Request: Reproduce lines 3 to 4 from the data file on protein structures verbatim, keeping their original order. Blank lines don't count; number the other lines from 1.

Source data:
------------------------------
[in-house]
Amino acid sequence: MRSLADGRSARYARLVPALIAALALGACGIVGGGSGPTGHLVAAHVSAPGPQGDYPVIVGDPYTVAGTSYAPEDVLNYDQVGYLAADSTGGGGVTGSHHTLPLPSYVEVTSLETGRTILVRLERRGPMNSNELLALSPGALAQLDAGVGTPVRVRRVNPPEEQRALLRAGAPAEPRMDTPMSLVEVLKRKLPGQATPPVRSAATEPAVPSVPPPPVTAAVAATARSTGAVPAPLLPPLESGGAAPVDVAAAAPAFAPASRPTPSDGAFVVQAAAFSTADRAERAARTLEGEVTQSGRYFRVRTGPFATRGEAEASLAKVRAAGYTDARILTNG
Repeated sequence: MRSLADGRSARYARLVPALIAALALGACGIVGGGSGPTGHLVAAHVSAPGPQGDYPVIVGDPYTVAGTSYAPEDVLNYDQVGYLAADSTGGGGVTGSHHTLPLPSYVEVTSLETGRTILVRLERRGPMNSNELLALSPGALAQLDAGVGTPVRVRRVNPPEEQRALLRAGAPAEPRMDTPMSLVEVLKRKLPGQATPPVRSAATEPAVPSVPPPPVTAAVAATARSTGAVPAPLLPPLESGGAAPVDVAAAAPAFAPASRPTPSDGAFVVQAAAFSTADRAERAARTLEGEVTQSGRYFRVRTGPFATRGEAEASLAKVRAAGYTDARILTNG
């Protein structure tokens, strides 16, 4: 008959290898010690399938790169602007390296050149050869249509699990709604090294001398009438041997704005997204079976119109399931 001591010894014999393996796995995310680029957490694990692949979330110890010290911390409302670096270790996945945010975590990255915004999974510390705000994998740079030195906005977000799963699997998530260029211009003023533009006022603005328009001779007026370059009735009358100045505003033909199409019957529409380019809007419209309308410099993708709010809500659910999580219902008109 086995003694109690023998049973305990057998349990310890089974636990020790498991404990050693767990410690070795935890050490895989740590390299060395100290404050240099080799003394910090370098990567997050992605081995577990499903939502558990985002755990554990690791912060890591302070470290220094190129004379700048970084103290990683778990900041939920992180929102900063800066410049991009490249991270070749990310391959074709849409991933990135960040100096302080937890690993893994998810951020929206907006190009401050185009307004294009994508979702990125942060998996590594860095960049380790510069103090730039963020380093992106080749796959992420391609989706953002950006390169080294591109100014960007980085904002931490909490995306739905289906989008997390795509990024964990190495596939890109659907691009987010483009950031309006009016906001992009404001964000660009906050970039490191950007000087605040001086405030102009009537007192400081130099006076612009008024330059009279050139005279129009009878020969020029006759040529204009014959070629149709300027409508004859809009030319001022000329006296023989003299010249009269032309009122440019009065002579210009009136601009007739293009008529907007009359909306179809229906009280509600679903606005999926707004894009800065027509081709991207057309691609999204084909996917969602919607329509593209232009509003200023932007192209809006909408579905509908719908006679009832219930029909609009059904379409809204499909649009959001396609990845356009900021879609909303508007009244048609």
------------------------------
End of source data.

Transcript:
Repeated sequence: MRSLADGRSARYARLVPALIAALALGACGIVGGGSGPTGHLVAAHVSAPGPQGDYPVIVGDPYTVAGTSYAPEDVLNYDQVGYLAADSTGGGGVTGSHHTLPLPSYVEVTSLETGRTILVRLERRGPMNSNELLALSPGALAQLDAGVGTPVRVRRVNPPEEQRALLRAGAPAEPRMDTPMSLVEVLKRKLPGQATPPVRSAATEPAVPSVPPPPVTAAVAATARSTGAVPAPLLPPLESGGAAPVDVAAAAPAFAPASRPTPSDGAFVVQAAAFSTADRAERAARTLEGEVTQSGRYFRVRTGPFATRGEAEASLAKVRAAGYTDARILTNG
């Protein structure tokens, strides 16, 4: 008959290898010690399938790169602007390296050149050869249509699990709604090294001398009438041997704005997204079976119109399931 001591010894014999393996796995995310680029957490694990692949979330110890010290911390409302670096270790996945945010975590990255915004999974510390705000994998740079030195906005977000799963699997998530260029211009003023533009006022603005328009001779007026370059009735009358100045505003033909199409019957529409380019809007419209309308410099993708709010809500659910999580219902008109 086995003694109690023998049973305990057998349990310890089974636990020790498991404990050693767990410690070795935890050490895989740590390299060395100290404050240099080799003394910090370098990567997050992605081995577990499903939502558990985002755990554990690791912060890591302070470290220094190129004379700048970084103290990683778990900041939920992180929102900063800066410049991009490249991270070749990310391959074709849409991933990135960040100096302080937890690993893994998810951020929206907006190009401050185009307004294009994508979702990125942060998996590594860095960049380790510069103090730039963020380093992106080749796959992420391609989706953002950006390169080294591109100014960007980085904002931490909490995306739905289906989008997390795509990024964990190495596939890109659907691009987010483009950031309006009016906001992009404001964000660009906050970039490191950007000087605040001086405030102009009537007192400081130099006076612009008024330059009279050139005279129009009878020969020029006759040529204009014959070629149709300027409508004859809009030319001022000329006296023989003299010249009269032309009122440019009065002579210009009136601009007739293009008529907007009359909306179809229906009280509600679903606005999926707004894009800065027509081709991207057309691609999204084909996917969602919607329509593209232009509003200023932007192209809006909408579905509908719908006679009832219930029909609009059904379409809204499909649009959001396609990845356009900021879609909303508007009244048609």